General-Purpose Mail Filter
It is important to check your filter script before actually starting to use it. There are several ways to do so.
To test the syntax of your filter script, use the --lint
option. It will cause
mailfromd to exit
immediately after attempting to compile the script file. If the
compilation succeeds, the program will exit with code 0. Otherwise,
it will exit with error code 78 (‘configuration error’). In the
mailfromd will also print a diagnostic message,
describing the error along with the exact location where the error was
diagnosed, for example:
mailfromd: /etc/mailfromd.mf:39: syntax error, unexpected reject
The error location is indicated by the name of the file and the
number of the line when the error occurred. By using the
--location-column option you instruct
also print the column number. E.g. with this option the above
error message may look like:
mailfromd: /etc/mailfromd.mf:39.12 syntax error, unexpected reject
Here, ‘39’ is the line and ‘12’ is the column number.
For complex scripts you may wish to obtain a listing of variables used in the script. This can be achieved using --xref command line option:
The output it produces consists of four columns:
Measured in words.
A comma-separated list of locations where the variable was referenced. Each location is represented as file:line. If several locations pertain to the same file, the file name is listed only once.
Here is an example of the cross-reference output:
$ mailfromd --xref Cross-references: ----------------- cache_used number 5 /etc/mailfromd.mf:48 clamav_virus_name string 9 /etc/mailfromd.mf:240,240 db string 15 /etc/mailfromd.mf:135,194,215 dns_record_ttl number 16 /etc/mailfromd.mf:136,172,173 ehlo_domain string 11 gltime number 13 /etc/mailfromd.mf:37,219,220,222,223 greylist_seconds_left number 1 /etc/mailfromd.mf:220,226,227 last_poll_host string 2
If the script passes syntax check, the next step is often to test if
it works as you expect it to. This is done with --test
(-t) command line option. This option runs the
envfrom handler (or another one, see below) and prints the
result of its execution.
When running your script in test mode, you will need to supply the
Sendmail macros it needs. You do this by placing
the necessary assignments in the command line. For example, this is
how to supply initial values for
$ mailfromd --test firstname.lastname@example.org client_addr=127.0.0.1
You may also need to alter initial values of some global variables
your script uses. To do so, use -v (--variable)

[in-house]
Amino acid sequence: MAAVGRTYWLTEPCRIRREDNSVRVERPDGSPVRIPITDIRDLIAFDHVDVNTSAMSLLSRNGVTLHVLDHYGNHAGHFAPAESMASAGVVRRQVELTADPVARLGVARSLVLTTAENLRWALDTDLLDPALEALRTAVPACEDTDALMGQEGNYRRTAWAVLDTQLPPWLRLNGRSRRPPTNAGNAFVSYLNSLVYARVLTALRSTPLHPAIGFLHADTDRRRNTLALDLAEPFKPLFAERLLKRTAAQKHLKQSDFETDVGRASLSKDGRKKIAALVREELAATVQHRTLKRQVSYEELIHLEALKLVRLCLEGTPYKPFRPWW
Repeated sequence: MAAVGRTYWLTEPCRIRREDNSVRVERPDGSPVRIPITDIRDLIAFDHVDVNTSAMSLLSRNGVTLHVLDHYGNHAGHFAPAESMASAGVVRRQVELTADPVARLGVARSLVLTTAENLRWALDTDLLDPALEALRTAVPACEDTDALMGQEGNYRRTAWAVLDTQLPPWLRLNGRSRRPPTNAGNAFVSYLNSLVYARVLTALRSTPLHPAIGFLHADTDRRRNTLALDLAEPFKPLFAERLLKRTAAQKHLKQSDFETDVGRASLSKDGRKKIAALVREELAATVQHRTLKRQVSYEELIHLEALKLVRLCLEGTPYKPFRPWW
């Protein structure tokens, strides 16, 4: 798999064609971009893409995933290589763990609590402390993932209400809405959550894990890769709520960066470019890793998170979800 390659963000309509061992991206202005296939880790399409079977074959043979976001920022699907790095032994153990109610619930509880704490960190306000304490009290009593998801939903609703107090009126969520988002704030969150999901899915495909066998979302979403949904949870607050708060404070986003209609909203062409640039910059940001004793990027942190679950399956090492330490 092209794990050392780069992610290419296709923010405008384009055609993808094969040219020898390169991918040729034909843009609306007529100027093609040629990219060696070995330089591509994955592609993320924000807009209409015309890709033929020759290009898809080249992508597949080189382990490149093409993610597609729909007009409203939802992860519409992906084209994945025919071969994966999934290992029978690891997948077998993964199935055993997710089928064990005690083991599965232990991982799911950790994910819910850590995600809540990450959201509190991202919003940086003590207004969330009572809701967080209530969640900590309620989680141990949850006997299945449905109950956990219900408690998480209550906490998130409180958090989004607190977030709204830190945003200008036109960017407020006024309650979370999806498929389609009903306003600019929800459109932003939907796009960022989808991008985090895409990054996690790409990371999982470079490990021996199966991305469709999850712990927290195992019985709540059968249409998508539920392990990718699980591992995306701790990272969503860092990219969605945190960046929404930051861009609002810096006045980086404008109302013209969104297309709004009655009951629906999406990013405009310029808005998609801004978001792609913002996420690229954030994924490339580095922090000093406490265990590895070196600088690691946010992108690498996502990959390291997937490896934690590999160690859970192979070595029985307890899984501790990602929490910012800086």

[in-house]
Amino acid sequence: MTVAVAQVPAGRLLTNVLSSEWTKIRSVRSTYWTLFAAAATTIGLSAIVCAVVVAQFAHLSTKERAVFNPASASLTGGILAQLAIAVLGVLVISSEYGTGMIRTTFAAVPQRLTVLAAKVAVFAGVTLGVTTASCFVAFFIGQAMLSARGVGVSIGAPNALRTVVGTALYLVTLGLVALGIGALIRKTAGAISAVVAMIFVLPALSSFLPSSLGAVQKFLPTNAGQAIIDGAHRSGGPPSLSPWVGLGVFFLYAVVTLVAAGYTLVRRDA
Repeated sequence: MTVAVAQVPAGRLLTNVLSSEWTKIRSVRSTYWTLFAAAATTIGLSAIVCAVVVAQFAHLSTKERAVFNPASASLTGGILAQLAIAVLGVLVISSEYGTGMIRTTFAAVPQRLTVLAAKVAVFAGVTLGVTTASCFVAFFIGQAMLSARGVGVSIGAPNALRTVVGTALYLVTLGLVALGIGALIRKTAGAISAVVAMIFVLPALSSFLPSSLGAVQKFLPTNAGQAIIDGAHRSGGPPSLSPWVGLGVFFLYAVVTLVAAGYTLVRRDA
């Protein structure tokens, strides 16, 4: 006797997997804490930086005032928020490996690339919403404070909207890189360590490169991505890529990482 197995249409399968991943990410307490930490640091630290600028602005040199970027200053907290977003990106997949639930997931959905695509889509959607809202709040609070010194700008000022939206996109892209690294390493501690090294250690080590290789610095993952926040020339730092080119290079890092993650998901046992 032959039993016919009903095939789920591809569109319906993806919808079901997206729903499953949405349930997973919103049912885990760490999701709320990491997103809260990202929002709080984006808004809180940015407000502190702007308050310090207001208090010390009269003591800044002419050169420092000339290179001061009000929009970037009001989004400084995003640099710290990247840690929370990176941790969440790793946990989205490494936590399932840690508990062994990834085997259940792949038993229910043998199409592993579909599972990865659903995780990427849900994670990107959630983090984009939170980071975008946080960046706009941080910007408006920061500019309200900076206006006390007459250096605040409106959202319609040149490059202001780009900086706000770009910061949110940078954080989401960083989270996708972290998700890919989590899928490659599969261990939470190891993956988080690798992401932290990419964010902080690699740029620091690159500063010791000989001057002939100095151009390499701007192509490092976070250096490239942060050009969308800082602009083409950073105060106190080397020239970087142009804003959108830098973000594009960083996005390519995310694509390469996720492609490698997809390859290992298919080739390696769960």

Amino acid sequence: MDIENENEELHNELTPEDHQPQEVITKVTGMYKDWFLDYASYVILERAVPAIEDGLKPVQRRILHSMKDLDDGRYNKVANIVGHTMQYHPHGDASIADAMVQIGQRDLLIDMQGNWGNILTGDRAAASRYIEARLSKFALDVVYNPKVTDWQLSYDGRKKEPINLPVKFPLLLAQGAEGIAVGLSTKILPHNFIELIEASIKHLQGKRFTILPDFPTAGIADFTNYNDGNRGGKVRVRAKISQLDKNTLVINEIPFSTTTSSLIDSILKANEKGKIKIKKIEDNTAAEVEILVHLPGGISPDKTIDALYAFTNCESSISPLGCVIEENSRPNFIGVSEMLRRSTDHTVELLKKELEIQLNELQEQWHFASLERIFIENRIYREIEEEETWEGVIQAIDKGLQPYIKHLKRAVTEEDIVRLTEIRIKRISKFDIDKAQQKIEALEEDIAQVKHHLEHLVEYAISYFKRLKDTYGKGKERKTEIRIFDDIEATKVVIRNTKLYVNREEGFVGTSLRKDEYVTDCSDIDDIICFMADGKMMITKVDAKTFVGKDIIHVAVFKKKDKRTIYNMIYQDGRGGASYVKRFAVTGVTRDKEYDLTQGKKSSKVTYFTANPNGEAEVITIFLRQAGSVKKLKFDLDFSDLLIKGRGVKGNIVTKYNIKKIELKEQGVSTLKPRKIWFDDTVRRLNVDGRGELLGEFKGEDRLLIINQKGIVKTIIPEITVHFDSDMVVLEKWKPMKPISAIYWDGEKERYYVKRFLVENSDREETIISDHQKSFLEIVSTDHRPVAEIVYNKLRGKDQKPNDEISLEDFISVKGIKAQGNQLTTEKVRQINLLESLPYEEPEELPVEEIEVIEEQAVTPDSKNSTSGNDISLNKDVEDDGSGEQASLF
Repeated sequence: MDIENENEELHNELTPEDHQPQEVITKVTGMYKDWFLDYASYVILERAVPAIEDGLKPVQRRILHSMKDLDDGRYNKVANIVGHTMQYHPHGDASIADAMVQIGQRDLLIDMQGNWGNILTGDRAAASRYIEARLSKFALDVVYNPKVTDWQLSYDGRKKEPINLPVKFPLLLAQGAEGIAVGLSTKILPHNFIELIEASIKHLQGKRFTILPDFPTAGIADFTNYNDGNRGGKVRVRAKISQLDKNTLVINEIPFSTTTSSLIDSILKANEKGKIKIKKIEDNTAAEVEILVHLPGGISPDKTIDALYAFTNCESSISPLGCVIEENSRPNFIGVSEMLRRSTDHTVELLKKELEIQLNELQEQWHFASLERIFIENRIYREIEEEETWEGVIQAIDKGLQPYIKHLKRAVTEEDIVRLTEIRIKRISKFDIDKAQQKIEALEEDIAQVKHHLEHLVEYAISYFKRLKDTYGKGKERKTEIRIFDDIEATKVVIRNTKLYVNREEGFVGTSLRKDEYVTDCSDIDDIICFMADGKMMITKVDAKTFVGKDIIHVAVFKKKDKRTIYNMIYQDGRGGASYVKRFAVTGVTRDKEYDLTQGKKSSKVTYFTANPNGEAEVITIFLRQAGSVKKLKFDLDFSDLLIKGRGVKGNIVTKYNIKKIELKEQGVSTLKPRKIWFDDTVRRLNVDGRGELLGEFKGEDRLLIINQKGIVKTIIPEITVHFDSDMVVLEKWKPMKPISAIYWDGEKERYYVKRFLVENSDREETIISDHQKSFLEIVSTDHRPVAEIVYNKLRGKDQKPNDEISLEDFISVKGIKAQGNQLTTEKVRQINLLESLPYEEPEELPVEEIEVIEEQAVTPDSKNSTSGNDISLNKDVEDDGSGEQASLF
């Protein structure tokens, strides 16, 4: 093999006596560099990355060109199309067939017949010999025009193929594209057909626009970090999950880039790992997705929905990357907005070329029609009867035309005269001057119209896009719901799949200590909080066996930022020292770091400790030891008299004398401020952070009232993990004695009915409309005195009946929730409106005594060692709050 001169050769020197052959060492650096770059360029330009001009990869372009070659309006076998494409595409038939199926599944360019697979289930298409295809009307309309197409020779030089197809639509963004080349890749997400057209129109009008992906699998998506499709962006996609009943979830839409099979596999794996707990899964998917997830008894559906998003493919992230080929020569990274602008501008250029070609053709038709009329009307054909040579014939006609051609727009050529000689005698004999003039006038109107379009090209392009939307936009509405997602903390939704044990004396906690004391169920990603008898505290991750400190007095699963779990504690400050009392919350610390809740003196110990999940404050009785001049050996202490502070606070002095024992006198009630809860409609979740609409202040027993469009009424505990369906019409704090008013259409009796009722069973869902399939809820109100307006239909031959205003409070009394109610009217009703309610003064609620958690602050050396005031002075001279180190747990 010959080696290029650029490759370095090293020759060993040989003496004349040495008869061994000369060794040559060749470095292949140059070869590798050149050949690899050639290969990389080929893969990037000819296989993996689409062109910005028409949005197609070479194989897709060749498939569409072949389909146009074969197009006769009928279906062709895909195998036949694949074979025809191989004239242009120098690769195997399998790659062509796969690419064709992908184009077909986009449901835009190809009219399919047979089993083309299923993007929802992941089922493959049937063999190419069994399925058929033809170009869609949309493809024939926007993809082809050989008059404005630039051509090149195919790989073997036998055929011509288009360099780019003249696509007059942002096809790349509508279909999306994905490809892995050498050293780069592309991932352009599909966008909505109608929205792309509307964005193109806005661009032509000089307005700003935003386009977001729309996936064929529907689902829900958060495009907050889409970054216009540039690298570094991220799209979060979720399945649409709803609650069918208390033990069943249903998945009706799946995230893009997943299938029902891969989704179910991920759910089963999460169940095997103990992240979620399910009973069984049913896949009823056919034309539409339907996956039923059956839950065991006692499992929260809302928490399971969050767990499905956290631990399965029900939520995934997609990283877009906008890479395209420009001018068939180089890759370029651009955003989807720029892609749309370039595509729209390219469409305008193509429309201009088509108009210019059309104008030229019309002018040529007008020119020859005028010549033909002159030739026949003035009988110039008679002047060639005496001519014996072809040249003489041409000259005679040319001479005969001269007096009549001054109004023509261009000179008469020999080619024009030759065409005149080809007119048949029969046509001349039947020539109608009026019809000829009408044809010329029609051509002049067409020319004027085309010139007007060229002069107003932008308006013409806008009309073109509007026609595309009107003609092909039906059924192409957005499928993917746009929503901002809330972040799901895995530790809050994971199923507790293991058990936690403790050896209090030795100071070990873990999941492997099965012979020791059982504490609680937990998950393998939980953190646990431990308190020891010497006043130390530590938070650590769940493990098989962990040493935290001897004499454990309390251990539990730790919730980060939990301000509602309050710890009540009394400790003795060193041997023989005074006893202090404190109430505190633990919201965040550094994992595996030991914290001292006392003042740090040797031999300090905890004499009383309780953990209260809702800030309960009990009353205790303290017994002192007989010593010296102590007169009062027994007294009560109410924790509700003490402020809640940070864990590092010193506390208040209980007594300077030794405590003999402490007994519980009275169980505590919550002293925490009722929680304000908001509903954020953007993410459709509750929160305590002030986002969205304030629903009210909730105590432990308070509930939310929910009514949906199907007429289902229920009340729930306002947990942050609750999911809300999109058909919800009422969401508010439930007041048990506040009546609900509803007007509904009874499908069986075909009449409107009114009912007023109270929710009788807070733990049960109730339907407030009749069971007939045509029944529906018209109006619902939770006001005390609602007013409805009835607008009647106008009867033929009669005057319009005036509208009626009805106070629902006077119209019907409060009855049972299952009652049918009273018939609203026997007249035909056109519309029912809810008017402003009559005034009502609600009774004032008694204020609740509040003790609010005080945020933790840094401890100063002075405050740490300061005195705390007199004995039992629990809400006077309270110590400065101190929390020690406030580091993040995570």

command line option. This option takes a single argument consisting
of the variable name and its initial value, separated by an equals
sign. For example, here is how to change the value of
ehlo_domain global variable:
$ mailfromd -v ehlo_domain=mydomain.org
The --test option is often useful in conjunction with options --debug, --trace and --transcript (see Logging and Debugging. The following example shows what the author got while debugging the filter script described in Filter Script Example:
$ mailfromd --test --debug=50 email@example.com client_addr=127.0.0.1 MX 20 mx20.gnu.org MX 10 mx10.gnu.org MX 10 mx10.gnu.org MX 20 mx20.gnu.org getting cache info for firstname.lastname@example.org found status: success (0), time: Thu Sep 14 14:54:41 2006 getting rate info for email@example.com found time: 1158245710, interval: 29, count: 5, rate: 0.172414 rate for firstname.lastname@example.org is 0.162162 updating email@example.com rates SET REPLY 450 4.7.0 Mail sending rate exceeded. Try again later State envfrom: tempfail
To test any handler, other than ‘envfrom’, give its name as the argument to --test option. Since this argument is optional, it is important that it be given immediately after the option, without any intervening white space, for example mailfromd --test=helo, or mailfromd -thelo.
This method allows to test one handler at a time. To test the
script as a whole, use
mtasim utility. When
started it enters interactive mode, similar to that of
sendmail -bs, where it expects SMTP commands on
its standard input and sends answers to the standard output. The
--port=auto command line option instructs it to start
mailfromd and to create a unique socket for communication
with it. For the detailed description of the program and the ways to
use it, See mtasim.
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